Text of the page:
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Discussion Starter #1 (Edited)
1996 Tercel with 149.7k miles. 6 months ago at 147.3k miles, I bought new wheel bearings and races (inners and outers) and installed them with Lucas X-TRA Heavy Duty Grease on a junkyard Tercel with 86.7k miles, left and right rear. Left rear is okay; I repacked the bearings, which don't have any blemishes.

200 miles ago, aclassmate noted both rear wheels were loose, so I tightened them (don't know the torque specs/procedure). No problems, no noise, etc, until this morning.

This morning, I was driving home from errands and suddenly heard "thunk, thunk, thunk" from the right rear. I pulled over and looked casually at all four tires. Nothing unusual. I drove one block, the noise resumed. I pulled over the the center of the right rear wheel is smoking. The outer wheel bearing is missing and the wheel bearing cap is on the street. The wheel is wobbly. I get towed home. When I back the car in the garage to repair it, the wheel came off.

Outer wheel bearing race, hard to photograph, but gouging present that I can feel in 12 O'clock to 3 O'clock positions:
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Another photo of inner wheel bearing race, the shiny areas (only near the center) around the 12 O'clock position are gouging that I can feel
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Inner wheel bearing race with groove marks, maybe gouging at 1 O'clock low position?
286155
The drum fractured, leaving a piece on the spindle. The inner bearing is stuck to the spindle (happened when I repacked the bearings). The center nut is seized on; breaker bar and 3 foot extension only cause rounding off. The wheel bearing grease smells (even 8 hours later) and is almost bead-like instead of jello-like.

The inner race has circular wear marks.

The outer race has gouging.

As soon as wheel removed and before grease removed, outer race in foreground:
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Axle spindle with center axle nut seized; note that inner wheel bear races are without blemishes:
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Looking at inside of brake drum and inner race before removing grease:
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I noticed that there are two sides to the inner seal: on side with a little central rubber and more metal, the other with more rubber.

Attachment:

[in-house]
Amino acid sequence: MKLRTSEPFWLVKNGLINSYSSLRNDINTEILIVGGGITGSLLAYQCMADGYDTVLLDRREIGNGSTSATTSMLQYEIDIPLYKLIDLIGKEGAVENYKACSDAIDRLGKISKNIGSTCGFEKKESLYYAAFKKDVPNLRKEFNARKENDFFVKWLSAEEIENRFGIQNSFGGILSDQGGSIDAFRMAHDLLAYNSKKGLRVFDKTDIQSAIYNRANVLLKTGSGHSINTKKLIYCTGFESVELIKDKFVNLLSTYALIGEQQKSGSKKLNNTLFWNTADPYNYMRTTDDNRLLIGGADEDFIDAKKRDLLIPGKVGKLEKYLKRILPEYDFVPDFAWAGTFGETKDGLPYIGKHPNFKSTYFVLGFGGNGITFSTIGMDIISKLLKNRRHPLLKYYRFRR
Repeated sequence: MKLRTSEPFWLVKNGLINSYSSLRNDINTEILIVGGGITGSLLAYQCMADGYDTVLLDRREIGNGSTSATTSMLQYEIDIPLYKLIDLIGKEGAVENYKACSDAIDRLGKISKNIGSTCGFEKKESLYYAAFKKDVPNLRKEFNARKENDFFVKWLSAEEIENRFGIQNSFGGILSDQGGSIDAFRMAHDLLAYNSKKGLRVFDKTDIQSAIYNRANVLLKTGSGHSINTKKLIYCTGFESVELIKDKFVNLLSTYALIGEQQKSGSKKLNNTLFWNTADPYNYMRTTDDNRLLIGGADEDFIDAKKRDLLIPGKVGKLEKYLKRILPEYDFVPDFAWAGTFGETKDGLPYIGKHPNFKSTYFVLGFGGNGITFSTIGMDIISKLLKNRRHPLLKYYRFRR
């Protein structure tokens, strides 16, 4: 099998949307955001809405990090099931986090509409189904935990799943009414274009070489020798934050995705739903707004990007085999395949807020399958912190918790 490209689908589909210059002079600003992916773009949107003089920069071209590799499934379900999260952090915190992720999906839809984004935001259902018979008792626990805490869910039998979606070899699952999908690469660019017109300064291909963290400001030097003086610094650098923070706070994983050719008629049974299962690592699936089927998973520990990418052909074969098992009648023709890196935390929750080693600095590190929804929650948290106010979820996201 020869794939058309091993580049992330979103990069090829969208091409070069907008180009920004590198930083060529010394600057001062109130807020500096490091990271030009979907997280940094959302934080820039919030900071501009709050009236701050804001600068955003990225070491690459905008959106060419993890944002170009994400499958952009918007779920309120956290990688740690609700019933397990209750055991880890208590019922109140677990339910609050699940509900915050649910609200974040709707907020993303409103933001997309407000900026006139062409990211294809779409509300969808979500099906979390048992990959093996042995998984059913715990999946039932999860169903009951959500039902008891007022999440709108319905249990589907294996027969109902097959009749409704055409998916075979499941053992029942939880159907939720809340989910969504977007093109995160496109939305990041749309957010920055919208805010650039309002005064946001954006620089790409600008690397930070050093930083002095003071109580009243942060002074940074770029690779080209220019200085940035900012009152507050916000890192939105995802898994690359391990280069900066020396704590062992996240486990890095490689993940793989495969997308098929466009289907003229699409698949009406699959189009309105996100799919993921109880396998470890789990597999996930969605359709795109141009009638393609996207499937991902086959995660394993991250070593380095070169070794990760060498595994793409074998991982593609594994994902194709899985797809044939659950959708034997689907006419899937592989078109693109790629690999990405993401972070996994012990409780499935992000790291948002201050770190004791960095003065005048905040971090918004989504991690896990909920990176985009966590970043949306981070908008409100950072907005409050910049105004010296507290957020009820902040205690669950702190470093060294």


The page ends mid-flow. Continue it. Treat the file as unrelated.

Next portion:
Is the more rubber surface supposed to face the outside/brake drum, more metal side the body of the car?

What caused this?

I'm going to get a junkyard spindle and reinstall the old drum/hub with new bearings.

What is the proper procedure to tighten the rear center nut?

Which way does the inner seal go?

What is the correct amount of torque on the four 14mm bolts (marked "10" in the center) that hold the axle spindle in place?


Thanks
 

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Discussion Starter #4
Thanks to both of you!

I don't fully understand. I install the rear axle hube, torque to 22 ft-lbs, rotate the drum, loosen the nut until I can turn the hub by hand?

How can I rotate the drum if I can't turn it by hand?

"Tighten the nut until the preload is within standard. Preload (with turning) Friction force plus."

What does friction force plus 0-2.6 lbf. What does that mean and how do I do that?
 

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Discussion Starter #5
I think I know the answer. I might not have installed a claw washer, believing that the extra metal on the outer wheel bearing replaced it. There was no claw washer on the damaged axle yesterday.

Do I ALWAYS use a claw washer, even if it looks like the outer bearing has a washer built-in?
 

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You can find many videos on YT. Also the inner bearing shouldn’t be stuck on the spindle.

You’re talking about the washer under the axle nut? Yeah you need that.
 

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Discussion Starter #7
Thanks. I can't find any YouTube videos for this Tercel which has a center axle nut; the videos are for Camry/Corollas that don't have center axle nuts.

So, would not having the center claw washer cause the problems I had?
 

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Is your similar to the following? Which look just like the service manual. It’s a dinosaur design often seen on old Detroit products .



Maybe this would help with the preload?
 

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How can I rotate the drum if I can't turn it by hand?
The nut is what the manual is talking about being loose enough to turn by hand. The drum should never be so tight you can't turn it.
I've never tried to measure pre-load as described in the manual, I just do it by feel: First tighten the nut enough to be sure the bearings are seated on the spindle, rotate the drum to be sure everything is seated, then back the nut off until it's hand tight and fine tune it while rotating the drum and feeling for drag and play. There shouldn't be any noticeable play, but a tiny bit too loose is better than too tight. The nut won't be very tight at all when you're finished and you may be able turn the nut by hand at that point. The castellated locking cap and cotter pin will keep the nut from tightening or loosening itself afterwards.
 
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